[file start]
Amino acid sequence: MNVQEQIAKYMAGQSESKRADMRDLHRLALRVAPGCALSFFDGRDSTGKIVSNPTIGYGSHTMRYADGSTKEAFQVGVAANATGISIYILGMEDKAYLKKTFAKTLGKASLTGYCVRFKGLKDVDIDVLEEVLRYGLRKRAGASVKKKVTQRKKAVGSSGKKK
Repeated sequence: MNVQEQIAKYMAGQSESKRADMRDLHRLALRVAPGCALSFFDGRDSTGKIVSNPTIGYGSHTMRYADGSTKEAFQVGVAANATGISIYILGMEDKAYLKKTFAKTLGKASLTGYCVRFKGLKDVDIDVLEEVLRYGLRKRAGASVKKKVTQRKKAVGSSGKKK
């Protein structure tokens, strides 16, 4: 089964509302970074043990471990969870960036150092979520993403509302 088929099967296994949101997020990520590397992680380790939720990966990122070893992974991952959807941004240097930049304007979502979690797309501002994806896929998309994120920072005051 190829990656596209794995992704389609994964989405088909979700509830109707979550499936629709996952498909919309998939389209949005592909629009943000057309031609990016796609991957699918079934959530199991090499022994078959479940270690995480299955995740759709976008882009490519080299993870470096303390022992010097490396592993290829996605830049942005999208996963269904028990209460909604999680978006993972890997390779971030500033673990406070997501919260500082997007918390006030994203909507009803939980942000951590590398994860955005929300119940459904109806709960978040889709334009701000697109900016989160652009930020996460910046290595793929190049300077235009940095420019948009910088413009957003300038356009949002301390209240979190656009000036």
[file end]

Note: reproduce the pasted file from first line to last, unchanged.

Amino acid sequence: MNVQEQIAKYMAGQSESKRADMRDLHRLALRVAPGCALSFFDGRDSTGKIVSNPTIGYGSHTMRYADGSTKEAFQVGVAANATGISIYILGMEDKAYLKKTFAKTLGKASLTGYCVRFKGLKDVDIDVLEEVLRYGLRKRAGASVKKKVTQRKKAVGSSGKKK
Repeated sequence: MNVQEQIAKYMAGQSESKRADMRDLHRLALRVAPGCALSFFDGRDSTGKIVSNPTIGYGSHTMRYADGSTKEAFQVGVAANATGISIYILGMEDKAYLKKTFAKTLGKASLTGYCVRFKGLKDVDIDVLEEVLRYGLRKRAGASVKKKVTQRKKAVGSSGKKK
């Protein structure tokens, strides 16, 4: 089964509302970074043990471990969870960036150092979520993403509302 088929099967296994949101997020990520590397992680380790939720990966990122070893992974991952959807941004240097930049304007979502979690797309501002994806896929998309994120920072005051 190829990656596209794995992704389609994964989405088909979700509830109707979550499936629709996952498909919309998939389209949005592909629009943000057309031609990016796609991957699918079934959530199991090499022994078959479940270690995480299955995740759709976008882009490519080299993870470096303390022992010097490396592993290829996605830049942005999208996963269904028990209460909604999680978006993972890997390779971030500033673990406070997501919260500082997007918390006030994203909507009803939980942000951590590398994860955005929300119940459904109806709960978040889709334009701000697109900016989160652009930020996460910046290595793929190049300077235009940095420019948009910088413009957003300038356009949002301390209240979190656009000036």